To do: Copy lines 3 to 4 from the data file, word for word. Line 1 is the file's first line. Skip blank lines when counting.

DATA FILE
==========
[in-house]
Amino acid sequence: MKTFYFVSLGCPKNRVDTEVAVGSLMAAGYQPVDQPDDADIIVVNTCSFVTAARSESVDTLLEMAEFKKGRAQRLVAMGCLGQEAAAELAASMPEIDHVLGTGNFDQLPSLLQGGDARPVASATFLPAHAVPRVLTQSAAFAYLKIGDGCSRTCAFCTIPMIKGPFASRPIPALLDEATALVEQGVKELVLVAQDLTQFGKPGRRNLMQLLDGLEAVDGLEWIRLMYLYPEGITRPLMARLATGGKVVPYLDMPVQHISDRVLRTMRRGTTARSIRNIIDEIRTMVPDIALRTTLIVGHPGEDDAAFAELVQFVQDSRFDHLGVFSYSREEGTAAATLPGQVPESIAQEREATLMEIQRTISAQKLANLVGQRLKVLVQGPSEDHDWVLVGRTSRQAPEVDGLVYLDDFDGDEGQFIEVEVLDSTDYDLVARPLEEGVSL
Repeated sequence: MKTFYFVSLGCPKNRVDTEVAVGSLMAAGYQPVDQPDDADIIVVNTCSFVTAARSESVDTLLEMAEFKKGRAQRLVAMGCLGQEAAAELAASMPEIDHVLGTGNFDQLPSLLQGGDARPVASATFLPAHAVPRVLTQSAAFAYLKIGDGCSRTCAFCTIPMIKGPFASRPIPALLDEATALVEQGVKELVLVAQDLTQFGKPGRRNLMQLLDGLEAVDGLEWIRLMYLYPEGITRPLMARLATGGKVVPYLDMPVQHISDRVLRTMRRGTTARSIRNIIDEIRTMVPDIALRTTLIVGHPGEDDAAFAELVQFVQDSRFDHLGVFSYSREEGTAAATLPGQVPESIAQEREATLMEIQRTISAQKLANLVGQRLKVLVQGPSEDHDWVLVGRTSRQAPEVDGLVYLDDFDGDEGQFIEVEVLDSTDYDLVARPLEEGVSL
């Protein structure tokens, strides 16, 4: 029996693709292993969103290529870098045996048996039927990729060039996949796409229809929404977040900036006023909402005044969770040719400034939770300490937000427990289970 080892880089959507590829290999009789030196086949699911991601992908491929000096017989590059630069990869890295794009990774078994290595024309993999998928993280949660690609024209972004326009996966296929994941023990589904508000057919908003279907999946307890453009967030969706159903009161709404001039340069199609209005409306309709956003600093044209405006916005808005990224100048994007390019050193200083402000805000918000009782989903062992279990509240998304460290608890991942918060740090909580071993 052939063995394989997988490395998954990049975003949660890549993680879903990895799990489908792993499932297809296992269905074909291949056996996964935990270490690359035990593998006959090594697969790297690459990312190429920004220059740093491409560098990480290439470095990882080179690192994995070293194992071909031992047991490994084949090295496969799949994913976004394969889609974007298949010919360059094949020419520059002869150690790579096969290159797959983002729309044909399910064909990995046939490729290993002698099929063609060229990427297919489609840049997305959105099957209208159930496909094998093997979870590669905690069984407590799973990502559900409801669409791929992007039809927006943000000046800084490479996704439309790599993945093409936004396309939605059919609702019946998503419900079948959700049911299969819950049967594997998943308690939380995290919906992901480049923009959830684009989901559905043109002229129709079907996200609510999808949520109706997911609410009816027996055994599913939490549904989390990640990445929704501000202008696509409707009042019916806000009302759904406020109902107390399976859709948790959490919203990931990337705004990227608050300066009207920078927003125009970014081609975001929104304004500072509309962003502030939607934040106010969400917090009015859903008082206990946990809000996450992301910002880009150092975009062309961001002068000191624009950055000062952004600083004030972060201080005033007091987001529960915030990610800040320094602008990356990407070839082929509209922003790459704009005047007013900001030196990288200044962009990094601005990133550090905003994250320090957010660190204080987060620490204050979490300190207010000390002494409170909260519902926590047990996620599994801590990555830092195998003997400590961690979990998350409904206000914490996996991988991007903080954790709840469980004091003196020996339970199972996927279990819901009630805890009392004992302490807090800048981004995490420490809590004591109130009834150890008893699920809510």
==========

Repeated sequence: MKTFYFVSLGCPKNRVDTEVAVGSLMAAGYQPVDQPDDADIIVVNTCSFVTAARSESVDTLLEMAEFKKGRAQRLVAMGCLGQEAAAELAASMPEIDHVLGTGNFDQLPSLLQGGDARPVASATFLPAHAVPRVLTQSAAFAYLKIGDGCSRTCAFCTIPMIKGPFASRPIPALLDEATALVEQGVKELVLVAQDLTQFGKPGRRNLMQLLDGLEAVDGLEWIRLMYLYPEGITRPLMARLATGGKVVPYLDMPVQHISDRVLRTMRRGTTARSIRNIIDEIRTMVPDIALRTTLIVGHPGEDDAAFAELVQFVQDSRFDHLGVFSYSREEGTAAATLPGQVPESIAQEREATLMEIQRTISAQKLANLVGQRLKVLVQGPSEDHDWVLVGRTSRQAPEVDGLVYLDDFDGDEGQFIEVEVLDSTDYDLVARPLEEGVSL
């Protein structure tokens, strides 16, 4: 029996693709292993969103290529870098045996048996039927990729060039996949796409229809929404977040900036006023909402005044969770040719400034939770300490937000427990289970 080892880089959507590829290999009789030196086949699911991601992908491929000096017989590059630069990869890295794009990774078994290595024309993999998928993280949660690609024209972004326009996966296929994941023990589904508000057919908003279907999946307890453009967030969706159903009161709404001039340069199609209005409306309709956003600093044209405006916005808005990224100048994007390019050193200083402000805000918000009782989903062992279990509240998304460290608890991942918060740090909580071993 052939063995394989997988490395998954990049975003949660890549993680879903990895799990489908792993499932297809296992269905074909291949056996996964935990270490690359035990593998006959090594697969790297690459990312190429920004220059740093491409560098990480290439470095990882080179690192994995070293194992071909031992047991490994084949090295496969799949994913976004394969889609974007298949010919360059094949020419520059002869150690790579096969290159797959983002729309044909399910064909990995046939490729290993002698099929063609060229990427297919489609840049997305959105099957209208159930496909094998093997979870590669905690069984407590799973990502559900409801669409791929992007039809927006943000000046800084490479996704439309790599993945093409936004396309939605059919609702019946998503419900079948959700049911299969819950049967594997998943308690939380995290919906992901480049923009959830684009989901559905043109002229129709079907996200609510999808949520109706997911609410009816027996055994599913939490549904989390990640990445929704501000202008696509409707009042019916806000009302759904406020109902107390399976859709948790959490919203990931990337705004990227608050300066009207920078927003125009970014081609975001929104304004500072509309962003502030939607934040106010969400917090009015859903008082206990946990809000996450992301910002880009150092975009062309961001002068000191624009950055000062952004600083004030972060201080005033007091987001529960915030990610800040320094602008990356990407070839082929509209922003790459704009005047007013900001030196990288200044962009990094601005990133550090905003994250320090957010660190204080987060620490204050979490300190207010000390002494409170909260519902926590047990996620599994801590990555830092195998003997400590961690979990998350409904206000914490996996991988991007903080954790709840469980004091003196020996339970199972996927279990819901009630805890009392004992302490807090800048981004995490420490809590004591109130009834150890008893699920809510």